The full STEM Council meeting opened up with a presentation by Monsanto of a $10,000 gift that will be used for STEM Scale-Up and Teacher Externship programming. It was the first of several gifts the STEM Council "unwrapped" as five different working groups presented their recommendations to the Council, each focused on how the STEM Council could better support Computer Science, Ag. Science, the Arts and Culture, school counselors and STEM volunteers. Council members and interested stakeholders across Iowa are invited to post comments on the recommendations.  

 

The STEM Council enjoyed great food for thought as a six-member student panel shared their perspectives on the STEM effort during lunch. A resounding agreement emerged from them on the idea that leading students to Iowa's STEM careers will take exposure at a younger age and calls for partnerships since "teachers cannot do it alone."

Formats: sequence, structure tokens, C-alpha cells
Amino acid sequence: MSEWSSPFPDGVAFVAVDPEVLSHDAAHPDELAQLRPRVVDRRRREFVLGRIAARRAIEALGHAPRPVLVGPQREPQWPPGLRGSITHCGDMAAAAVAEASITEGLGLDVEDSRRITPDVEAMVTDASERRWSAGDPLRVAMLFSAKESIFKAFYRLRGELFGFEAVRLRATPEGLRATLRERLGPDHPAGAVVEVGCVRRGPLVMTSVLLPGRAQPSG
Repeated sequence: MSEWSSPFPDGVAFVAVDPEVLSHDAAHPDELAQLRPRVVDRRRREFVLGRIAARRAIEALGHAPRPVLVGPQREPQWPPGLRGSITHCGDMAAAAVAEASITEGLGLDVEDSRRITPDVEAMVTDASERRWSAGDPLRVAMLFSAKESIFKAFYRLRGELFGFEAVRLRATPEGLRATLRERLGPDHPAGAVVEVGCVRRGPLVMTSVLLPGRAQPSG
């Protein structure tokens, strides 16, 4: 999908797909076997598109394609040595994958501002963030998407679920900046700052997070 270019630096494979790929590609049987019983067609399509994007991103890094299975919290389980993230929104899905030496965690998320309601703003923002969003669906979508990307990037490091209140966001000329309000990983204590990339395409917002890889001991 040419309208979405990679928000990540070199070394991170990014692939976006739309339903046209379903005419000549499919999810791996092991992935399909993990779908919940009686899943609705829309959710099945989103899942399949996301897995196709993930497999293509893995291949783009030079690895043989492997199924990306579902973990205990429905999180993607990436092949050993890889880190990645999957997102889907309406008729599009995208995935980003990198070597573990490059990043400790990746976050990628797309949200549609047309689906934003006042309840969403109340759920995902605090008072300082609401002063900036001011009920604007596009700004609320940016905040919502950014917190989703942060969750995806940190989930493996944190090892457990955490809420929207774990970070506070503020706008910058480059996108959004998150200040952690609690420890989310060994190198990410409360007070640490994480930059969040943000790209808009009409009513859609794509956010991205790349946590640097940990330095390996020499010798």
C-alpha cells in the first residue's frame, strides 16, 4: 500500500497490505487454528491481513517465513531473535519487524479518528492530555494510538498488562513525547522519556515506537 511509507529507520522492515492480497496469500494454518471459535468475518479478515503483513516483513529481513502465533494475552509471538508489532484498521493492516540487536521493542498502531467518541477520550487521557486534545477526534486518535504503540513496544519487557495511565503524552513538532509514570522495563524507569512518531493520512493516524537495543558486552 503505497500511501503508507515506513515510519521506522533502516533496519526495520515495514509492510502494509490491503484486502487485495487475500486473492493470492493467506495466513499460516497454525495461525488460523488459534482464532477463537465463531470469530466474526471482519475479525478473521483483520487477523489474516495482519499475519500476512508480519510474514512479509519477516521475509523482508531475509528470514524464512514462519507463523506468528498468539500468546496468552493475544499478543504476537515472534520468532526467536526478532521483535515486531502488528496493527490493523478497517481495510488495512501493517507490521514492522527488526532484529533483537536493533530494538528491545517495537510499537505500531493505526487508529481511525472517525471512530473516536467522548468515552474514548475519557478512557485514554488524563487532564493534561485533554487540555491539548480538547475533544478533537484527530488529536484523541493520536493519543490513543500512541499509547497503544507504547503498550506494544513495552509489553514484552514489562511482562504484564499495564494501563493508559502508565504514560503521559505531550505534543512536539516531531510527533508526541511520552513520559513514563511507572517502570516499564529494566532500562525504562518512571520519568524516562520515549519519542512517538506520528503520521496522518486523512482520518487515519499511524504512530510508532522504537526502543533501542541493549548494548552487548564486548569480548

Following an outstanding profile of one of the STEM Council's STEM BEST partners, Iowa BIG of Cedar Rapids, the day ended with a heartfelt 'thank you' to Vermeer's CEO and Chair of the Board Mary Andringa for her two years serving as the STEM Council's co-chair alongside Lt. Gov. Kim Reynolds. To read more on her contributions to the STEM Council and what lies ahead, see the first story of this edition, called "STEM Culture of Excellence: Andringa Legacy."

  

For exclusive images and videos from the day's agenda, follow our Instagram and Twitter accounts @IowaSTEM and visit www.IowaSTEM.gov/06-23-2015-Meeting for the archived presentations and documentations from the meeting.

BEST practices in business-education partnerships paid forward
 

No more "take a seat" or "open your textbooks." Instead, "get to work" is what students can look forward to when they enter STEM BEST (Businesses Engaging Students and Teachers) classrooms popping up across Iowa thanks to partnerships driven by the STEM Council. Strategies for success in bridging the business-education chasm were aplenty at the first-of-its-kind STEM BEST event this month.